Yeah, things like jobs and real estate values are important, but you know what really matters? The strength of your football team.
Yes, for some people, there is no greater motivator to move to a city than whether or not there’s an NFL team to root for, and the chances of them actually ending up in the Super Bowl. Now that the new NFL season has started, we’re taking a look at the best places to live for football fans.
We used WalletHub’s study of the Best and Worst Cities for Football Fans, which compared more than the 240 U.S. cities with at least one professional football team (or college, but that didn’t rate on our list) across 21 key metrics, as our base. Then we weaved in some additional info about each of the top 4 cities on their list. Is one of these cities a touchdown? Depends on what you’re looking for.
No. 1 Pittsburgh
WalletHub has Pittsburgh at the top of their list. The city came in third for their best-performing team metric, was fourth for most accessible stadium, and tied (with Green Bay) for most engaged fans. “The six Super Bowl titles for the Steelers are the most for any NFL franchise,” said CheatSheet. A list of the team’s greatest players includes a fair share of the NFL’s best all-time players. Throw in the devoted fans,” and it’s no wonder Pittsburgh leads the pack.
So is this a great place to move? Livability thinks so. They ranked the city No. 8 on their new list of the Top 100 Best Places to Live in America. “The Burgh scored high in the study’s economy category, as well as infrastructure,” said CBS Pittsburgh. “Editors also say that Pittsburgh has seen an influx of young people and tech companies in recent years…with local universities including Carnegie Mellon and the University of Pittsburgh driving innovation and nurturing talent. Editors also talked about Pittsburgh’s climate, home values, brewers, dream jobs and weather.”
No. 2 Boston
Not surprisingly, Boston is at the top of WalletHub’s best-performing NFL city list, and is ranked No. 3 for the most engaged NFL fans. “Boston College and Boston University play football within the city limits, and Harvard plays just across the Charles River in Cambridge,” said CheatSheet. “But college football isn’t why Boston makes the list. It has a little something to do with the New England Patriots and their five Super Bowl titles. Those [six] championships and the legions of fans who live and die with the Patriots will keep Boston high on the list of top football towns for a long time to come.”
U.S. News & World Report has Boston ranked No. 27 on its national list of Best Places to Live and No. 25 in Best Places to Retire. “Boston often feels like a small town with all the perks of city life,” they said. “The metro area features a diverse culinary scene, access to the cultural institutions, and proximity to world-class schools, employers and health care. It is historic but ever-evolving. It is on the cutting edge of medicine and technology, but traditional in its love of pastimes.”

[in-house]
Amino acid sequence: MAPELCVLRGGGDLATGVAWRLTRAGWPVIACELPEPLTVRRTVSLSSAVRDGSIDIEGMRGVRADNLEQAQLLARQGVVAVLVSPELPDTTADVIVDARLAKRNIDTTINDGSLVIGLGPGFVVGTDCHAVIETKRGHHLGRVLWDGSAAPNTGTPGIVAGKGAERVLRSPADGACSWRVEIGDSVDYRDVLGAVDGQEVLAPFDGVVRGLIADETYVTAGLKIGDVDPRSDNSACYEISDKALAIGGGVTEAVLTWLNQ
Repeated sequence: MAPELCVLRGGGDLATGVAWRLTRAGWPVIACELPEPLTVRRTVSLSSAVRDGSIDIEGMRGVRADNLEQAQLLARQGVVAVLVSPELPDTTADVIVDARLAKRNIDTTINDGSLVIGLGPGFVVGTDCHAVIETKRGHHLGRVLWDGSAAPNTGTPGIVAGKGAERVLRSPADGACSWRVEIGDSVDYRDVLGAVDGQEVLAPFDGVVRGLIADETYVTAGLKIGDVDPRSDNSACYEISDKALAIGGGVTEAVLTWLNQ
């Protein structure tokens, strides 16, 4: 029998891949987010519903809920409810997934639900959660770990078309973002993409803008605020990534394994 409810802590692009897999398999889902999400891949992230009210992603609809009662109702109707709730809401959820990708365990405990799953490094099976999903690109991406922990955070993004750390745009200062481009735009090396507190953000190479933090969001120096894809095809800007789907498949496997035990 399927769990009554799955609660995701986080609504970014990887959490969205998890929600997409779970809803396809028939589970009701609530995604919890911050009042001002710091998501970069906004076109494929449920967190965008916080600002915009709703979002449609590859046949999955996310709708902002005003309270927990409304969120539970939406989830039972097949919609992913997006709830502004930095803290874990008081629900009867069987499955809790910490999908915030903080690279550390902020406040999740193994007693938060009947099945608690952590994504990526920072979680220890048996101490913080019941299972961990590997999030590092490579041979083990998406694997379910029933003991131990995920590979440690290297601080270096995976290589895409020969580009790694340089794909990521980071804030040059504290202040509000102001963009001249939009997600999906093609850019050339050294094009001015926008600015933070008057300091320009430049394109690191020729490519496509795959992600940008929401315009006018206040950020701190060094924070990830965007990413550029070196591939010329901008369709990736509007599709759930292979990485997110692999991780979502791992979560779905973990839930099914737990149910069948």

The downside? “Boston is a notoriously expensive metro area. If you are looking to purchase a home in Boston, prices can vary drastically based on the neighborhood, though they tend to be higher than the national median.”
No. 3 Green Bay
This city has fervent fans, as evidenced by their No. 1 ranking (in a tie) for most engaged fans in the WalletHub study. Green Bay also ranked first for most accessible stadium. “The Green Bay Packers are the No. 1 reason people in northern Wisconsin leave the house in autumn and early winter,” said CheatSheet. “OK, that might be stretching the truth, but not by much. At least the team gives Packers fans something worth watching. Their top quarterbacks are among the best to ever play the game. The team has four Super Bowl titles, and it’s always a contender to win another one.”
Green Bay’s median household income is a bit higher than the state and U.S. median, but rising home prices have taken a bite out of affordability. Prices are up in the hot Green Bay market by more than 15% over last year, and many homes get multiple offers and sell for over asking price. Still, the average sales price is only $190,000—significantly more attainable than homes in other parts of the country.
No. 4 Dallas
Dallas has five Super Bowl titles and a loud and proud legion of fans across the country and around the world. WalletHub has the city ranked as the No. 4 best-performing NFL team. “They’re called America’s Team for a reason, and the Super Bowls have something to do with it,” said CheatSheet. “They’ve been better at crushing fans’ dreams recently, but their legacy of success makes Dallas a great football city.
Dallas has been growing at a rapid rate for several years and shows no sign of slowing. The job market is strong, and, while home prices have risen alongside population gains, transplants from places like New York, California, Seattle, or Chicago will be surprised at the relative affordability. And the cost of living is also lower than those, and so many other, populous areas.